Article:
Data from Paper: Synaptic oligomeric tau in Alzheimer's disease - a potential culprit in the spread of tau pathology through the brain



In Alzheimer’s disease (AD), fibrillar tau pathology accumulates and spreads through the brain and synapses are lost. Evidence from mouse models indicates that tau spreads trans-synaptically from pre- to postsynapses and that oligomeric tau is synaptotoxic, but data on synaptic tau in human brain is scarce. Here we provide data from our paper using sub-diffraction-limit microscopy to study synaptic tau accumulation in post-mortem temporal and occipital cortices of human AD and control donors. Oligomeric tau is present in both pre- and postsynaptic terminals even in areas without abundant fibrillar tau deposition. Further, there is a higher proportion of oligomeric tau compared to phosphorylated or misfolded tau found at synaptic terminals. These data suggest that accumulation of oligomeric tau in synapses is an early event in disease pathogenesis, and that tau pathology may progress through the brain via trans-synaptic spread in human disease. Thus, specifically reducing oligomeric tau at synapses may be a promising therapeutic strategy for AD. The dataset is related to the upcoming publication Colom-Cadena, M., Caitlin Davies, C., Sirisi, S., Ji-Eun, L., Simzer, E., Tzioras, M., Querol-Vilaseca, M., Sánchez-Aced, E., Ya Yin, C., Holt, K., McGeachan, R., Rose, J., Tulloch, J., Wilkins, L., Smith, C., Andrian, T., Belbin, O., Pujals, S., Horrocks, M.H., Lleó, A. and Spires-Jones, T.L., "Synaptic oligomeric tau in Alzheimer’s disease – a potential culprit in the spread of tau pathology through the brain." Neuron (in press).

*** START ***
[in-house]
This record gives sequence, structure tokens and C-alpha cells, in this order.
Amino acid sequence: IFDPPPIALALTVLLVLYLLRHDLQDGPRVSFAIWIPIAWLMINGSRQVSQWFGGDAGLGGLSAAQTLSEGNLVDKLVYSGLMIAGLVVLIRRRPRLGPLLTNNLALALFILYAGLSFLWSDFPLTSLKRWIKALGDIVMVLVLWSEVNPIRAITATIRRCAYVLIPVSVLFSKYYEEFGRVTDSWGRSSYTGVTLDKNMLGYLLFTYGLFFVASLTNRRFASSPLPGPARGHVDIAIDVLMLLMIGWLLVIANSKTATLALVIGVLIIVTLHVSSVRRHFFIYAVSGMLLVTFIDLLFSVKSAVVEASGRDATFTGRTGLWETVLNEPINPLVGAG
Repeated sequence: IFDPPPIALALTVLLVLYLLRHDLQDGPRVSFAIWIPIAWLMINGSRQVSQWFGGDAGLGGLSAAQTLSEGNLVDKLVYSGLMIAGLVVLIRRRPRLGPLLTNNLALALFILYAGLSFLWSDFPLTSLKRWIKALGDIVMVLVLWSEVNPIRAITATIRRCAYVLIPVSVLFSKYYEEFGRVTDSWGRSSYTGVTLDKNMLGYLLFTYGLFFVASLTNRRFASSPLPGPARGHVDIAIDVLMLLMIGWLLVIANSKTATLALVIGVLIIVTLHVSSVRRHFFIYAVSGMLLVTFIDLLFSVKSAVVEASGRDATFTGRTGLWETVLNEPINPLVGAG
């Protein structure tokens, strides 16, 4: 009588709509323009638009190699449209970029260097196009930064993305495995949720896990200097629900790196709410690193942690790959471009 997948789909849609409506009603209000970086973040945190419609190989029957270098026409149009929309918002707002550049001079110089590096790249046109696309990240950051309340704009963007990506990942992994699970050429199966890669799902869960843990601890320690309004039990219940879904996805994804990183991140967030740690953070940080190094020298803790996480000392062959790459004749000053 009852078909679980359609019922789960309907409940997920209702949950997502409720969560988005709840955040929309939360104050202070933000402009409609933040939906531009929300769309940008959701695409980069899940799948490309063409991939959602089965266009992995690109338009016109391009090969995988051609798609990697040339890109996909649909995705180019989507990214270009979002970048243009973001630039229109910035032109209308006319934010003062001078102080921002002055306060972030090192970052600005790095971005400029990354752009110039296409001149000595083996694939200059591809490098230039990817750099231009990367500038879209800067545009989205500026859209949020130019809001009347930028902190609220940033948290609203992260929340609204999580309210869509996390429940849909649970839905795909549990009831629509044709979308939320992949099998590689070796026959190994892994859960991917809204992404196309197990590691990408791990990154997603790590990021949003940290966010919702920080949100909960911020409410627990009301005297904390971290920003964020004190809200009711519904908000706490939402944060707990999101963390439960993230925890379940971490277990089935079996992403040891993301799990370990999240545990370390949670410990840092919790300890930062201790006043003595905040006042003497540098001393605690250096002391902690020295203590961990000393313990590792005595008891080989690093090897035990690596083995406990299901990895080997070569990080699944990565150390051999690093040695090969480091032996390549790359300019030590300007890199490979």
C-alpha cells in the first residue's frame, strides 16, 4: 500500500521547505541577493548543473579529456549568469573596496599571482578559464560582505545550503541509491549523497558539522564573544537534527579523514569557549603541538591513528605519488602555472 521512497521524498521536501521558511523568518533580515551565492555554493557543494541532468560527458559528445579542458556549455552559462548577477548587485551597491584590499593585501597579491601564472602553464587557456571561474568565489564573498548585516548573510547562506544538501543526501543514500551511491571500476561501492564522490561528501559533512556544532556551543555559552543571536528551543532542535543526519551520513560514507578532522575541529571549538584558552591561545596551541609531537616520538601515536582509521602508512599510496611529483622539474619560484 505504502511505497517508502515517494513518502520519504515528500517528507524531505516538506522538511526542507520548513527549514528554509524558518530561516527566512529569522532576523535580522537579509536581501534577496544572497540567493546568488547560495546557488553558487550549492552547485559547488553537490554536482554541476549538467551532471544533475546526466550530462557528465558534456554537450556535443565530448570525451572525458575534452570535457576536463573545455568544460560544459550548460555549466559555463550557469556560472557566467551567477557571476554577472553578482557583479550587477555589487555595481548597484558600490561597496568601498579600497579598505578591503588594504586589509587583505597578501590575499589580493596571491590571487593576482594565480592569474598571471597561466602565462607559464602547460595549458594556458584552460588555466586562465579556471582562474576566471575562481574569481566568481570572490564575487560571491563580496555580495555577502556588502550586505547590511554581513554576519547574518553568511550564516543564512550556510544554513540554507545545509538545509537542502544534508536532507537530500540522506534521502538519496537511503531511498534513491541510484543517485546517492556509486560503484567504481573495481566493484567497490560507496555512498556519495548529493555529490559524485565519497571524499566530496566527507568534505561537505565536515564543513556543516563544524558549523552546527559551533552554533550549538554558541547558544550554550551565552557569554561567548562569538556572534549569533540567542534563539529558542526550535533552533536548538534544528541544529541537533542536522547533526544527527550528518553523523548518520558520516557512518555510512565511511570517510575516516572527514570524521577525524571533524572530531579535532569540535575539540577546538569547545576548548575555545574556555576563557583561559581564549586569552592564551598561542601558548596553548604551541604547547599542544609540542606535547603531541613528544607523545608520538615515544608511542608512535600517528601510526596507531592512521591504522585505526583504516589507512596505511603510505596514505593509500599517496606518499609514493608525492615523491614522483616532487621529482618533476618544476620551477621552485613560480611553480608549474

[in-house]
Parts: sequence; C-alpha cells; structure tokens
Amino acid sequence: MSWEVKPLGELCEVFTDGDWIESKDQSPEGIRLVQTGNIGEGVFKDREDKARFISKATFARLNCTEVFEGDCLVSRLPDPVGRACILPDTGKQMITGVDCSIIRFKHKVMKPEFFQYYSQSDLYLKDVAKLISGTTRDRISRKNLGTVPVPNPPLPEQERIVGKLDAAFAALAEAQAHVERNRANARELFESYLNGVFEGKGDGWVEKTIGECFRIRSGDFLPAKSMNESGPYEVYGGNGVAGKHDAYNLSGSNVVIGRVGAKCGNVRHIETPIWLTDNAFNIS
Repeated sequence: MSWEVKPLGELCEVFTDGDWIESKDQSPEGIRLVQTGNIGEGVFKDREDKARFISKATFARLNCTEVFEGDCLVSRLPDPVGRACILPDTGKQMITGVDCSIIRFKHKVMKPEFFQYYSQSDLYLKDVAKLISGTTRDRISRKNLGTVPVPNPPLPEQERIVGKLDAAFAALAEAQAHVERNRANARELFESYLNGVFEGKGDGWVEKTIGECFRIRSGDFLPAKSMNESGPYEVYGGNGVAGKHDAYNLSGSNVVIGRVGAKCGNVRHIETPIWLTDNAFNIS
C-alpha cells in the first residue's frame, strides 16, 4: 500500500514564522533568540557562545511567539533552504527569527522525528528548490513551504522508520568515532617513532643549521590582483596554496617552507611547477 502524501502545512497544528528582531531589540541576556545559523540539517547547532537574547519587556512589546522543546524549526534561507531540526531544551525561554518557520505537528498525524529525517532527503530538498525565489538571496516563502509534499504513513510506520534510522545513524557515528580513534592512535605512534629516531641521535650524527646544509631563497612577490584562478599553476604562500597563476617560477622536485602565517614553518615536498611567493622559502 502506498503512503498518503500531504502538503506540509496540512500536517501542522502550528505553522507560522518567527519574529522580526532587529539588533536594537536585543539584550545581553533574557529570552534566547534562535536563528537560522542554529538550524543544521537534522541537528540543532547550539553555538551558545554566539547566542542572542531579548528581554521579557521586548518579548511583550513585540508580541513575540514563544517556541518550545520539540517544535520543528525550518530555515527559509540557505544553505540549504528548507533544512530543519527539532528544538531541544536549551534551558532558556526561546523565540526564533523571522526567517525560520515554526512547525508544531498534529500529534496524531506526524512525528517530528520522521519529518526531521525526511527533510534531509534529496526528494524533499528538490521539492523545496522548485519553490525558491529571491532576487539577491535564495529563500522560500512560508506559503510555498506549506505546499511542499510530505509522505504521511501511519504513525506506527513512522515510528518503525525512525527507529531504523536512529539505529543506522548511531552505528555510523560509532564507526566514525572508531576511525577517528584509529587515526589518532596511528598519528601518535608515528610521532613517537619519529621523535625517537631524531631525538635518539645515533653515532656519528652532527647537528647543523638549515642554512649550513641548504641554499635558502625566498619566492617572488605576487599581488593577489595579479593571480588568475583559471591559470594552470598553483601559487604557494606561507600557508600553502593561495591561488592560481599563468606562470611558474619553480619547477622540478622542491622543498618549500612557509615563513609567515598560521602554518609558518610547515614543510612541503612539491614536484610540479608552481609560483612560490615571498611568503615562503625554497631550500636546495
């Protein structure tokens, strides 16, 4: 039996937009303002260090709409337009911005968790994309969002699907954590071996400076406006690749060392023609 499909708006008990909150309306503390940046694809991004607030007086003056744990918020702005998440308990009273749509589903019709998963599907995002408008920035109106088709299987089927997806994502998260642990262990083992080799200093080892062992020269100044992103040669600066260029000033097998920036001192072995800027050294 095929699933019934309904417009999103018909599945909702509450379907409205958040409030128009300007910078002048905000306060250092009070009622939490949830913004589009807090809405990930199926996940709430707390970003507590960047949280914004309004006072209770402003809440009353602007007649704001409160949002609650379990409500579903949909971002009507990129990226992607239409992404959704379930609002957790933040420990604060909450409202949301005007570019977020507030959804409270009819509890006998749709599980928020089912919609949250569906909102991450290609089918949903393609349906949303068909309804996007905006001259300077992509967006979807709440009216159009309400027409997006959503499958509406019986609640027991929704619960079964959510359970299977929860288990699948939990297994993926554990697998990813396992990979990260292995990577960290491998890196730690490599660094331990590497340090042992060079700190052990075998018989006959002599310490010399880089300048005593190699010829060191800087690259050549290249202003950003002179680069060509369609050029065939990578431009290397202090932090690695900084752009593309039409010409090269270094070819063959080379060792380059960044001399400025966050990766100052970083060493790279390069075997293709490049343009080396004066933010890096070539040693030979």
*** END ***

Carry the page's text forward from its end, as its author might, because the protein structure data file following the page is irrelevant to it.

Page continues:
Date made available12 Apr 2023
PublisherEdinburgh DataShare

Cite this